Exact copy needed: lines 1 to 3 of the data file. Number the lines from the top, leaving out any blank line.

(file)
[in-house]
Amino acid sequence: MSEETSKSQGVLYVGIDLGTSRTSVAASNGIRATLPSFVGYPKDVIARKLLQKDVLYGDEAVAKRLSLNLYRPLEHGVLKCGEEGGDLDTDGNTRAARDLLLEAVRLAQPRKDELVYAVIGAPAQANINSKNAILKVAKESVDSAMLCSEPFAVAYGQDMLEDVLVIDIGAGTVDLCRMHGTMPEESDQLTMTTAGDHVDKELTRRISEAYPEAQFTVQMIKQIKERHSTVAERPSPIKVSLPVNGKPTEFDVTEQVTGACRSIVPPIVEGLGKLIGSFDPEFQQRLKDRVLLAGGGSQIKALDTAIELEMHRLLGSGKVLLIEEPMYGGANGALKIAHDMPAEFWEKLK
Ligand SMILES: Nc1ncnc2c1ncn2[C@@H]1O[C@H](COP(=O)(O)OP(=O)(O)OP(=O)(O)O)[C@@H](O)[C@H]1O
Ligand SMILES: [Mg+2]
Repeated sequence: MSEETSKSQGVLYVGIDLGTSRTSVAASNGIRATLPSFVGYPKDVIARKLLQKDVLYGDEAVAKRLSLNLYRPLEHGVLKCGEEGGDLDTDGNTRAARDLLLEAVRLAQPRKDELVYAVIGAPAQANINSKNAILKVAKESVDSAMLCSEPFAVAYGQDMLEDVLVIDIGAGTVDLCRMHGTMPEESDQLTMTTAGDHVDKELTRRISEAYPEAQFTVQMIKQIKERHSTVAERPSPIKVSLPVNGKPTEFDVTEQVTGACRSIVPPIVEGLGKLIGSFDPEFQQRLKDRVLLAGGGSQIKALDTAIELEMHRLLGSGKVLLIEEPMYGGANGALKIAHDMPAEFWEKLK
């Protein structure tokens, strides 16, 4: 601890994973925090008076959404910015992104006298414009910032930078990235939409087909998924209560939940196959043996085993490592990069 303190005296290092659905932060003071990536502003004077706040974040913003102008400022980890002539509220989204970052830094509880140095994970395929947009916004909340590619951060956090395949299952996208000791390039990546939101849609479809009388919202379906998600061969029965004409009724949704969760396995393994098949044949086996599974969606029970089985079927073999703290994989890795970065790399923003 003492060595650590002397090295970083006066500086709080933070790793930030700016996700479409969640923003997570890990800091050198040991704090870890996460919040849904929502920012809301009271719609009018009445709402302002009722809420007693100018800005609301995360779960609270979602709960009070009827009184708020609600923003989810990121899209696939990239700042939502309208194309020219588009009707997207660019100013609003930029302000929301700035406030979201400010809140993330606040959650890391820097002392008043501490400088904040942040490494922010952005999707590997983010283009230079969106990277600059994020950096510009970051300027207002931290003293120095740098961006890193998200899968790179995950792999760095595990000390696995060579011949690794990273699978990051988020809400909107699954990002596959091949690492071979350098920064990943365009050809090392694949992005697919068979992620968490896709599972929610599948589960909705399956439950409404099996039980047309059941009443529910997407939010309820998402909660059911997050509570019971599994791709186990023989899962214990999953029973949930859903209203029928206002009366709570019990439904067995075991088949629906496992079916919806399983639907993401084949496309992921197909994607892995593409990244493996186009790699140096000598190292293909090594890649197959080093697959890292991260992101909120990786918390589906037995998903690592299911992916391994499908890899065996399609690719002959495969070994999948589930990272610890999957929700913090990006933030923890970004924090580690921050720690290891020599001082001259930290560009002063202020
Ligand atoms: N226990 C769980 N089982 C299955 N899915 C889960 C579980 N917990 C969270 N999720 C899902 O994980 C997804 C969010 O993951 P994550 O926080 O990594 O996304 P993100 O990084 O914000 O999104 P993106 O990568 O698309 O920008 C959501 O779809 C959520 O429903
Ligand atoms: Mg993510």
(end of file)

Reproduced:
[in-house]
Amino acid sequence: MSEETSKSQGVLYVGIDLGTSRTSVAASNGIRATLPSFVGYPKDVIARKLLQKDVLYGDEAVAKRLSLNLYRPLEHGVLKCGEEGGDLDTDGNTRAARDLLLEAVRLAQPRKDELVYAVIGAPAQANINSKNAILKVAKESVDSAMLCSEPFAVAYGQDMLEDVLVIDIGAGTVDLCRMHGTMPEESDQLTMTTAGDHVDKELTRRISEAYPEAQFTVQMIKQIKERHSTVAERPSPIKVSLPVNGKPTEFDVTEQVTGACRSIVPPIVEGLGKLIGSFDPEFQQRLKDRVLLAGGGSQIKALDTAIELEMHRLLGSGKVLLIEEPMYGGANGALKIAHDMPAEFWEKLK
Ligand SMILES: Nc1ncnc2c1ncn2[C@@H]1O[C@H](COP(=O)(O)OP(=O)(O)OP(=O)(O)O)[C@@H](O)[C@H]1O